Seyfarth Synopsis: In light of the uncertainties surrounding lawsuits alleging violations of the Illinois Information Biometric Privacy Act (BIPA), the Northern District of California has taken a firm position on a plaintiff’s Article III standing. U.S. District Judge James Donato delivered opinions in In re Facebook Biometric Info. Privacy Litig., Case No. 15-CV-03747; 2018 U.S. Dist. LEXIS 30727 (N.D. Cal. Feb. 26, 2018) and Gullen v. Facebook Inc., Case No. 16-CV-00937; 2018 U.S. Dist. LEXIS 34792 (N.D. Cal. March 2, 2018), denying Facebook’s motions to dismiss for lack of subject matter jurisdiction in both cases. The court held that plaintiffs’ Article III standing was satisfied through mere collection of biometric information.
The decisions provide plaintiffs the ability to get their feet in the door and threaten businesses and employers alike. The court dismissed Facebook’s argument that Article III standing requires “real-world harms,” stating that the argument exceeds the law. Instead, the court held that a plaintiff has standing when they are deprived of procedures that protect statutorily protected interests, similar to the procedures outlined in the BIPA.
The In Re Facebook Decision
In In Re Facebook, plaintiffs allege that Facebook violated the BIPA when it unlawfully collected and stored biometric data on Facebook users without prior notice or consent. 2018 U.S. Dist. LEXIS 30727, *4. Plaintiffs’ claims arise out of Facebook’s “Tag Suggestions,” which identifies other Facebook users through scanning uploaded photographs. Id. Plaintiffs allege that Facebook creates and stores digital representations of people’s faces based on the geometric relationship of facial features unique to each individual. Id. Facebook moved to dismiss the class action, asserting that plaintiffs lacked standing under Article III because the collection of biometric information without notice or consent did not result in “real-world harms,” “such as adverse employment or even just anxiety.” Id. at *13.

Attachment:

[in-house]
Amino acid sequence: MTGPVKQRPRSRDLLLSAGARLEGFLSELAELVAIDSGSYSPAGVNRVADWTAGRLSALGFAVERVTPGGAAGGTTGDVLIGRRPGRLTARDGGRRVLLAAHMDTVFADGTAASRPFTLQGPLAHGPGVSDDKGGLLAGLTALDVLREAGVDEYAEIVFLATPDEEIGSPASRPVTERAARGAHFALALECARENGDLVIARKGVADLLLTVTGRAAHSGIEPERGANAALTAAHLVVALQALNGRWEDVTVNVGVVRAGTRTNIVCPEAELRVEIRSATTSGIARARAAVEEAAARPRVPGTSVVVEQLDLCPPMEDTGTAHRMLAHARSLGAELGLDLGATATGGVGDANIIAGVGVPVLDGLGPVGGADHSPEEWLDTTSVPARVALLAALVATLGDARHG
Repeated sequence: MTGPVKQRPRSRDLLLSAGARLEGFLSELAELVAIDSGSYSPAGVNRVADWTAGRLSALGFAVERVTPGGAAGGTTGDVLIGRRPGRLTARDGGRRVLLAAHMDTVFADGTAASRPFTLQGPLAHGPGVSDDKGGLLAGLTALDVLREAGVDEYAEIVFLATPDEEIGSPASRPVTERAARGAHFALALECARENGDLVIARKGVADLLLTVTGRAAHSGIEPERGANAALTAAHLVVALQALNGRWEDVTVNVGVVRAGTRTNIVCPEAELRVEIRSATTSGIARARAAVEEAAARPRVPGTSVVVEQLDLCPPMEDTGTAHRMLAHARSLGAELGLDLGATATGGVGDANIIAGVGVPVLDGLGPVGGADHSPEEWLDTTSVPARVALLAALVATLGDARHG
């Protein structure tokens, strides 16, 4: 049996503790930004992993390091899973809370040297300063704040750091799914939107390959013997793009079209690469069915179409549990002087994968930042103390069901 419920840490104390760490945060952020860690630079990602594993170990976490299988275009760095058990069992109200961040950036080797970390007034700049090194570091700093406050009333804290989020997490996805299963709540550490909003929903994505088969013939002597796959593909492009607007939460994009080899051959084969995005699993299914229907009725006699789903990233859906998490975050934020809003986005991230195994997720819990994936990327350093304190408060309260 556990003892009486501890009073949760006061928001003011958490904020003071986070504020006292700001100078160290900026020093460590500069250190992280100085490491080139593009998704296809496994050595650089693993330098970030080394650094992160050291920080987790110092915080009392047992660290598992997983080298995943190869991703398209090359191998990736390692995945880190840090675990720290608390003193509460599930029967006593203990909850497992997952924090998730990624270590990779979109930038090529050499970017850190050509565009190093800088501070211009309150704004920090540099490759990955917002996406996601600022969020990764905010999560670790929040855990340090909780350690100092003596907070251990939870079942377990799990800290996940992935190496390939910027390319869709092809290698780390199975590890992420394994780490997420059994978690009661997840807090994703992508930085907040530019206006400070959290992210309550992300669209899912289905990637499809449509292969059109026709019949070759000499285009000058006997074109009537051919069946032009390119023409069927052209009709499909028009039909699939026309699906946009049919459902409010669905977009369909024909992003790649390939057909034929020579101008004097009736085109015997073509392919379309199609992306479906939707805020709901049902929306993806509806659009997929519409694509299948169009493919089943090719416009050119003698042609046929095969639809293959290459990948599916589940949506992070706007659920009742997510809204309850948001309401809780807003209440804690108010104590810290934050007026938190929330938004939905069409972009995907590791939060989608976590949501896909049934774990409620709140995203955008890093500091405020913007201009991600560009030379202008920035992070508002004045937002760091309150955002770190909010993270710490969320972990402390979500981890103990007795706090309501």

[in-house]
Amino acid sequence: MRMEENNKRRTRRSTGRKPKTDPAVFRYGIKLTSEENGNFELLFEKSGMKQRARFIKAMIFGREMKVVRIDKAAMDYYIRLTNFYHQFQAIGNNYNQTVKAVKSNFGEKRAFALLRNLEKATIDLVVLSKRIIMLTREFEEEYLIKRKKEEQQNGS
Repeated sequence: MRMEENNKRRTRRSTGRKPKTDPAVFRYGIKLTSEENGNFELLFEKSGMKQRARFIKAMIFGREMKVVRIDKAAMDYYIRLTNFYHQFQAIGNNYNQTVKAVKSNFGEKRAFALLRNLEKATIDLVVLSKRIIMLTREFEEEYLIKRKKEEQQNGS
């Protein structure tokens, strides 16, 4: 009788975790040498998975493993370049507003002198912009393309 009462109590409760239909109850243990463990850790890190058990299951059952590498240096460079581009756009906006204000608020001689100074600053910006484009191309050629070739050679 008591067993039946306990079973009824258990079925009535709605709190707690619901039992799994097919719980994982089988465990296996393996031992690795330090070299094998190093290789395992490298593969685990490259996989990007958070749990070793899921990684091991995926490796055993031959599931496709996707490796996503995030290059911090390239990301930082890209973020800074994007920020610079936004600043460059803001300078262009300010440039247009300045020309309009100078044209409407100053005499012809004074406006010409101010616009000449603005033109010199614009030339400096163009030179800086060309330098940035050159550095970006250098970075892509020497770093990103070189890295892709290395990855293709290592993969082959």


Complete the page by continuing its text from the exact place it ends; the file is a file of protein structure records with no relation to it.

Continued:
The court denied Facebook’s motion to dismiss, holding that Facebook’s standing argument exceeds the law. Id. In support of its decision, the court looked to the plain language of the BIPA stating, “BIPA expresses the judgments of the Illinois legislature about the rights of Illinois citizens with respect to the collection of personal biometric data by corporations and businesses.” Id. at *10. There, the court pointed to the subsections of the BIPA in so much that it “vested in Illinois residents the right to control their biometric information by requiring notice before collection and giving residents the power to say no by withholding consent.” Id. at *11. Since the plaintiffs in this case were never offered the opportunity to withhold consent, the court rejected Facebook’s argument and found standing satisfied under the allegations. Id. at *12.
The Gullen Decision
The Gullen case was consolidated with In Re Facebook. The primary difference between the two actions is that the Gullen plaintiff is not a Facebook user, and he challenges Facebook’s practices as to non-users. See 2018 U.S. Dist. LEXIS 34792, *2. Similar to the In Re Facebook plaintiffs, the Gullen plaintiff alleges that Facebook stores non-user biometric data when it scans photographs to recommend additional user “tags.” Id. In denying Facebook’s motion to dismiss for lack of standing, the court relied on the reasoning in In Re Facebook, holding that standing is satisfied when there is an unconsented storage of biometric data. Id.
Analysis And Implications
Judge Donato’s disregard for real-world harm creates uncertainty on an otherwise untested statute. His decisions are inapposite to recent Illinois Appellate Court decision Rosenbach v. Six Flags Entertainment Corp., 2017 IL App (2d) 170317, which found that actual, real-world harm must be established to be considered an “aggrieved person” under the BIPA. Id. at ¶ 23. Where, Rosenbach closed the door to claims that did not involve some sort of actual, real-world harm, Judge Donato seems to have reopened that door (for purposes of Article III standing), leaving businesses and employers vulnerable to BIPA claims for collection of biometric data, regardless of whether the plaintiff is aggrieved. It is possible, though, that other courts may blunt the practical impact of Judge Donato’s opinions by holding that they do not address whether real-world harm is required to state a claim. While a mere technical violation of the BIPA may open the courthouse doors (at least in federal court), BIPA’s “aggrieved person” language may require a plaintiff to show a real-world harm to remain in court and state a claim under the statute.